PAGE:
By Joe McKendrick
Being an employee today is a lot different than it was even 10 years ago. Today, one expects their workplace computing environment to be just as handy as one’s personal computing environment. Enter the cloud. Business leaders are recognizing that cloud is just what is needed to address this technology gap among employees accustomed to easy-to-use, instantaneous access. The enablement of a flexible and mobile workforce was cited as a driver of cloud usage by 42 percent of executives in a new survey of 500 executives published by KPMG. This is almost triple the 15 percent who saw this benefit just two years ago, in 2012.
The latest survey also finds executives are looking to cloud to help increase employee productivity (54 percent) and higher employee satisfaction (48 percent). KPMG conducted the survey in conjunction with Forbes Insights. (Disclosure: I am an occasional contributor to Forbes Insights, but was not involved with this study.)
How did cloud become the ultimate employee productivity booster in just two years’ time? It seemed before, all people cared about when it came to cloud was cutting the costs of standing up applications and maintaining data centers. It really didn’t matter if employees were happy with the new arrangements or not.
There may be two factors at work here. First, cloud computing is maturing. A couple of years ago, it was still experimental in many ways, and the only way to sell it to upper management was to show the cost-saving aspect.
That brings us to the second factor at work here. The economy, at least in the US, is far better than it was two years ago. At that time, the doldrums of the financial crisis and its aftermath were still hanging over everything. Saving money and showing extremely high value was the most important metric to be considered.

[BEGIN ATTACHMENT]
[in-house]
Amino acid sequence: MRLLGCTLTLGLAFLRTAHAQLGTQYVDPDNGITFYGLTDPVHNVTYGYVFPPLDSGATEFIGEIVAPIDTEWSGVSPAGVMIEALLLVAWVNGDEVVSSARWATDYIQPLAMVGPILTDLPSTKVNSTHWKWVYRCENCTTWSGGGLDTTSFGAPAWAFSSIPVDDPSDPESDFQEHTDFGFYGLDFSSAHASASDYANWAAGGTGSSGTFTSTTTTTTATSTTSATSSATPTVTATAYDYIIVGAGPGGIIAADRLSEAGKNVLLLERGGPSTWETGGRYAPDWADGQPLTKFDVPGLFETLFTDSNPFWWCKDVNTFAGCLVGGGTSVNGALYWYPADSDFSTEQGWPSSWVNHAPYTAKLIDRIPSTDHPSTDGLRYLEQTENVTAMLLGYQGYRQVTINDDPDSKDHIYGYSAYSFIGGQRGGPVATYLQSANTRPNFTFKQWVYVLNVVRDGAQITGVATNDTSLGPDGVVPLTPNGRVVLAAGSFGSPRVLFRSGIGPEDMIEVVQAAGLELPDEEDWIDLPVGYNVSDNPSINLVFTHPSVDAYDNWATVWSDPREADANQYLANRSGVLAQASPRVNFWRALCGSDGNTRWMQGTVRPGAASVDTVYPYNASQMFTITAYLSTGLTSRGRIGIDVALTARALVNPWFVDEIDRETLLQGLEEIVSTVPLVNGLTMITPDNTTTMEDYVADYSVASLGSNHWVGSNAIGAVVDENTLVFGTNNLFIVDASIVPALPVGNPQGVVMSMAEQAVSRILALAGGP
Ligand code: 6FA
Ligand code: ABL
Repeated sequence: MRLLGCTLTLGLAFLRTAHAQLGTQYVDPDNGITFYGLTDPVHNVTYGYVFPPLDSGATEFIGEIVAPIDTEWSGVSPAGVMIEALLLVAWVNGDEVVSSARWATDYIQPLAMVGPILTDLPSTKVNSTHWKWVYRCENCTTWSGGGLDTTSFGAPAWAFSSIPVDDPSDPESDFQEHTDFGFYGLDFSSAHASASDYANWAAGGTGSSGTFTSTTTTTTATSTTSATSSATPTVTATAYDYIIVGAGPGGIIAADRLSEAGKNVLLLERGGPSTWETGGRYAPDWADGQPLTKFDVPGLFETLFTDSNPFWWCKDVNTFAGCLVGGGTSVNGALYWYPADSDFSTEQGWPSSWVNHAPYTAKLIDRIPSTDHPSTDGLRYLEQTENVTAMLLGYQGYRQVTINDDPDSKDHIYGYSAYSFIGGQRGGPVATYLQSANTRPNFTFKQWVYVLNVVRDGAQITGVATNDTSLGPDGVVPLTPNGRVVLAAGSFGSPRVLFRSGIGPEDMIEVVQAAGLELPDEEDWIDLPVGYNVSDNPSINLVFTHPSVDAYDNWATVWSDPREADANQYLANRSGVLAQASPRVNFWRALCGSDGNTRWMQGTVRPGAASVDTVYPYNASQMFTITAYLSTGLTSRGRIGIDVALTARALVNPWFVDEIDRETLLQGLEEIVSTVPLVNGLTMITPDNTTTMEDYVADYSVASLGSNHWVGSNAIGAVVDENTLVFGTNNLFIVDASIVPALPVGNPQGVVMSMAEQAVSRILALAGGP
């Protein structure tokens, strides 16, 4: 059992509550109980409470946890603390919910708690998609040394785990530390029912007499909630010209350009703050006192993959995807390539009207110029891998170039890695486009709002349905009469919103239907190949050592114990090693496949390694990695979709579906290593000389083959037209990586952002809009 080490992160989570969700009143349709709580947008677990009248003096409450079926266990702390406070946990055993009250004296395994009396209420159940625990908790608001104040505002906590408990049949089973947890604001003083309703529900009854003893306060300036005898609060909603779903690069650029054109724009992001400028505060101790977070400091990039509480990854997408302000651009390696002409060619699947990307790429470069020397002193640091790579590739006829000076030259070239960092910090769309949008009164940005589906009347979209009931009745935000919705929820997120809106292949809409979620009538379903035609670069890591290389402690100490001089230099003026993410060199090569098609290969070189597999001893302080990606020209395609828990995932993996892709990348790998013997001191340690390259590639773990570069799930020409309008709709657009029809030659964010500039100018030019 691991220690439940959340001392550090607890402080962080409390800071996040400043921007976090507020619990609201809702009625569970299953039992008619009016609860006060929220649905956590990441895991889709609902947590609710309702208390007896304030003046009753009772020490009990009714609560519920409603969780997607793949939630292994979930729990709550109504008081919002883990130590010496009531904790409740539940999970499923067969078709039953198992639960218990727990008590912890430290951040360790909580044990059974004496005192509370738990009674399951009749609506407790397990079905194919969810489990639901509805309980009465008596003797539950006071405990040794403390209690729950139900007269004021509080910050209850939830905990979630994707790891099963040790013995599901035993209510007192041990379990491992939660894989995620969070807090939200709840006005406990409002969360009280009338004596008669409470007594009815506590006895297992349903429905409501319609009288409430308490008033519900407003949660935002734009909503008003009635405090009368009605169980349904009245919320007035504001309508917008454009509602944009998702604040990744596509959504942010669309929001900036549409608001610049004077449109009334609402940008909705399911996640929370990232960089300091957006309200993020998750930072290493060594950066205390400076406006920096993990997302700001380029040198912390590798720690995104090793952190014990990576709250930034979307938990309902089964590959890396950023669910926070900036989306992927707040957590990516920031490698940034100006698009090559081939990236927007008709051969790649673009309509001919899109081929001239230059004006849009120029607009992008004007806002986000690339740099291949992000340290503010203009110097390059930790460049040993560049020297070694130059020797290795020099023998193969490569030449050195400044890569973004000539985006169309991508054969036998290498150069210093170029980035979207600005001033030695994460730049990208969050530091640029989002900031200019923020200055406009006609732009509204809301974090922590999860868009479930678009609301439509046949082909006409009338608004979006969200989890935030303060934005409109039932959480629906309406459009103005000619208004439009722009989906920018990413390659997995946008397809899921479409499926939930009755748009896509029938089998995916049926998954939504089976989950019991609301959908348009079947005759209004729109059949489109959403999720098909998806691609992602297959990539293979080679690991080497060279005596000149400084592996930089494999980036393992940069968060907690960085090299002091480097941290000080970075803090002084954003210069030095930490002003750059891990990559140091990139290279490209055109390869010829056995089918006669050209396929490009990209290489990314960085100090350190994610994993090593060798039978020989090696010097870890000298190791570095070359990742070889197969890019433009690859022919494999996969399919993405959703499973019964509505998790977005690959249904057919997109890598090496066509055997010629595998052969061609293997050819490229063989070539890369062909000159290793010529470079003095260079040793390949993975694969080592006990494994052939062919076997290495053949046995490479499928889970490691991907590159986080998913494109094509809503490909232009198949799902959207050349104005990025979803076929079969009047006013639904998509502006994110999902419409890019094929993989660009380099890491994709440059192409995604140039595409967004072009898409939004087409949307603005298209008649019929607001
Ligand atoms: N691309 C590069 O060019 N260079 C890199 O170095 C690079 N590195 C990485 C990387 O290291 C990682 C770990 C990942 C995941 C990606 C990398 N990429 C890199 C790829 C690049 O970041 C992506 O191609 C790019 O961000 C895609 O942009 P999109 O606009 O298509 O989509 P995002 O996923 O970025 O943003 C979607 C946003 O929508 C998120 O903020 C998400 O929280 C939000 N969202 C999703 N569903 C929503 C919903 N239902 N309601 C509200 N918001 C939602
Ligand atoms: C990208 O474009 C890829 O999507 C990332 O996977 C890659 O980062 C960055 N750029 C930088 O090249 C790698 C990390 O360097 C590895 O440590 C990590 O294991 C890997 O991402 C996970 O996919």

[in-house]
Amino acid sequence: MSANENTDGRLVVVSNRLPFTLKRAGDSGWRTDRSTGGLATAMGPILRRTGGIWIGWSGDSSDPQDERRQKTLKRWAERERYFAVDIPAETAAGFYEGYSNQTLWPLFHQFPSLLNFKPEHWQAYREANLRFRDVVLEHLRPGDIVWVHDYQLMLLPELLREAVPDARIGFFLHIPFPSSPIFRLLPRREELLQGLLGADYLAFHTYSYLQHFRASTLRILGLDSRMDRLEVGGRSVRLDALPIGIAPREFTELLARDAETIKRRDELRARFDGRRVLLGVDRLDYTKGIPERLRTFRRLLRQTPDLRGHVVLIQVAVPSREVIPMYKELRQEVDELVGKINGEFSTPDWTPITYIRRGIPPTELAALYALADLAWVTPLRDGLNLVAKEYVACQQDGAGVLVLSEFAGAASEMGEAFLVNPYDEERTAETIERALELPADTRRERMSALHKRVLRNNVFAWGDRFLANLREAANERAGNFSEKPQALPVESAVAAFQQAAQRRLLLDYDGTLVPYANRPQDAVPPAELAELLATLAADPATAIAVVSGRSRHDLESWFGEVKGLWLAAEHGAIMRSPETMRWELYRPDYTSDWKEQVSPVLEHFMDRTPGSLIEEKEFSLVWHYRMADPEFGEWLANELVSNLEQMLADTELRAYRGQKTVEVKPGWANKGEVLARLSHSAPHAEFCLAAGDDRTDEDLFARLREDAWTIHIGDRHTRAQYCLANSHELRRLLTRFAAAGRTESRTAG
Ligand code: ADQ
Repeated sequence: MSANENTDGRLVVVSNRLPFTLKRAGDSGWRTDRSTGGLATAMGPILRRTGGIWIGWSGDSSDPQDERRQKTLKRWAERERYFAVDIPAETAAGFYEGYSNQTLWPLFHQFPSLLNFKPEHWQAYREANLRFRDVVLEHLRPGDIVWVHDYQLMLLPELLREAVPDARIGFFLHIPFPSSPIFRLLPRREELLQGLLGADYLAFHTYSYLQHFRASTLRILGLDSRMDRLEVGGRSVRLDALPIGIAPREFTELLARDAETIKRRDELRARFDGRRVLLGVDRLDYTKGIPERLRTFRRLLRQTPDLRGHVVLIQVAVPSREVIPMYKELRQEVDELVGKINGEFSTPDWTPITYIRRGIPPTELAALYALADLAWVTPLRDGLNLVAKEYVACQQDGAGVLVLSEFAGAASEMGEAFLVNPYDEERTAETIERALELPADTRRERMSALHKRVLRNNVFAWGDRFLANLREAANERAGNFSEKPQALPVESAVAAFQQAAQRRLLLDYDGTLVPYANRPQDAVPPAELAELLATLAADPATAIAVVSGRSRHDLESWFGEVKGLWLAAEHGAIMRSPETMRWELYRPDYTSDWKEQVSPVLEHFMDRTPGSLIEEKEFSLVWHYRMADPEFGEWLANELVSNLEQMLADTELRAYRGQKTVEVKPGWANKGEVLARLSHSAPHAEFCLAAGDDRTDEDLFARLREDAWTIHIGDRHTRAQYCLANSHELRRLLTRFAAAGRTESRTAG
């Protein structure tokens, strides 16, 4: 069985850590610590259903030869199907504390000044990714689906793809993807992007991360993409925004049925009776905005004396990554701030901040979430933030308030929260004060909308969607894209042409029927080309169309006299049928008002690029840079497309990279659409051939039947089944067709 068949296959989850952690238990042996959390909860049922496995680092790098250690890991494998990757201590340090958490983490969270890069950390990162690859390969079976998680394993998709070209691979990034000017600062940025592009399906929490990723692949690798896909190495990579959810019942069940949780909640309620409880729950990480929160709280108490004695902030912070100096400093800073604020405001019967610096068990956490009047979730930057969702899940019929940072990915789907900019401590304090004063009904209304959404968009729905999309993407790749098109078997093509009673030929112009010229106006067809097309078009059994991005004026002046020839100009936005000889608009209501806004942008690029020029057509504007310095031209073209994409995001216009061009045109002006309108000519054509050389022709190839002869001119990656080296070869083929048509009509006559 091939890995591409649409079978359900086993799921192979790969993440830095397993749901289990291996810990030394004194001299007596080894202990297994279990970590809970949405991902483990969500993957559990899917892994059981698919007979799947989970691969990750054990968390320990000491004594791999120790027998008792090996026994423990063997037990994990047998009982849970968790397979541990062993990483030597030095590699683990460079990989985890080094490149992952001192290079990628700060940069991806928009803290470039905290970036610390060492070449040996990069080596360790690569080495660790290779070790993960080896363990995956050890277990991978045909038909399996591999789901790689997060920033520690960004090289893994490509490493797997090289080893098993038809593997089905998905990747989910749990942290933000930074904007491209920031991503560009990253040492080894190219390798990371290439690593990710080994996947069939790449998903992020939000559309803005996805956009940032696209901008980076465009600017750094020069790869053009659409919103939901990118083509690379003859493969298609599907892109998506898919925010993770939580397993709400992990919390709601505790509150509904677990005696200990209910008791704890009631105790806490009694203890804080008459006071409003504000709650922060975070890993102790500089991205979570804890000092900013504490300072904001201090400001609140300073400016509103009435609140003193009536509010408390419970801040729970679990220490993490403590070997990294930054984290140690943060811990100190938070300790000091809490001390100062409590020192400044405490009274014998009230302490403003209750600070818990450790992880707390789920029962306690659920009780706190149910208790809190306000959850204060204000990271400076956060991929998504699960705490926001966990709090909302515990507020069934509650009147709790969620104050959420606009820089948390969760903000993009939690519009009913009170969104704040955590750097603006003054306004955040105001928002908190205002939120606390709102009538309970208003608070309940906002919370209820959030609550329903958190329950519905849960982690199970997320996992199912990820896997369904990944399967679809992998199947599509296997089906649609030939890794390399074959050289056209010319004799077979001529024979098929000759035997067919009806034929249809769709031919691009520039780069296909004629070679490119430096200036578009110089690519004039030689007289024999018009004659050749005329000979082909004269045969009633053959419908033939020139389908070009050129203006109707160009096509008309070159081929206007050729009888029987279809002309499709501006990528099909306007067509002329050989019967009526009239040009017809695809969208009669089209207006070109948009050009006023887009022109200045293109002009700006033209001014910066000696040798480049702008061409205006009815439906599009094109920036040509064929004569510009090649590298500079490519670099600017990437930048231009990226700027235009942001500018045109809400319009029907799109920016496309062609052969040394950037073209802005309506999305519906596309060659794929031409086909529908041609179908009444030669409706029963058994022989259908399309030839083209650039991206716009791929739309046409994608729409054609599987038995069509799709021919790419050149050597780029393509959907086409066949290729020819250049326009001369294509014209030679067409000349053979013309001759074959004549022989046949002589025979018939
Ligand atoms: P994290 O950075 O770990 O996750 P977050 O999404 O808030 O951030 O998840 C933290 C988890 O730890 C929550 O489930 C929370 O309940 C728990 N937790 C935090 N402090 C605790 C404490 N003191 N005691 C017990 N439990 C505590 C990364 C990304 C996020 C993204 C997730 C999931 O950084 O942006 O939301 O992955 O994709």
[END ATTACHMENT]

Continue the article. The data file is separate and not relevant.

Valuable employees stuck working with decrepit, legacy applications may move on to places where technology is more cutting edge, and, yes, more fun to work with.
There’s a lot more to the story, of course. The KPMG survey of 539 executives also finds 37 percent using cloud to improve interaction with customers, suppliers and business partners. As the study’s authors put it: “The emergence of the digital-savvy customer calls for organizations to embrace new approaches and tools for communication with customers and prospects.” The study called out the retail sector, which is seen as embracing the cloud in a big way.
The primary business benefits seen from cloud adoption include improved business performance (73 percent), improved levels of service automation (72 percent), and reduced costs (70 percent).
The risk area of cloud is still unchanged, with 53 percent cite data loss and privacy risk as cloud’s most significant challenge. The good news appears to be that while data security still a top concern, it’s “less amplified than before,” the survey’s authors suggest. While respondents acknowledge continued security concerns, the comparison to the 2012 survey also results show a substantial decline from the 78 percent of executives that named intellectual property theft a challenge (now down to 50 percent), and the 83 percent that named data loss and privacy risk as a challenge (again, now down to 53 percent). “This suggests that over time, security has become less of a challenge and cloud adopters may feel they’re better prepared now to secure their data, as well as manage data breaches when they do occur,” the study’s authors state.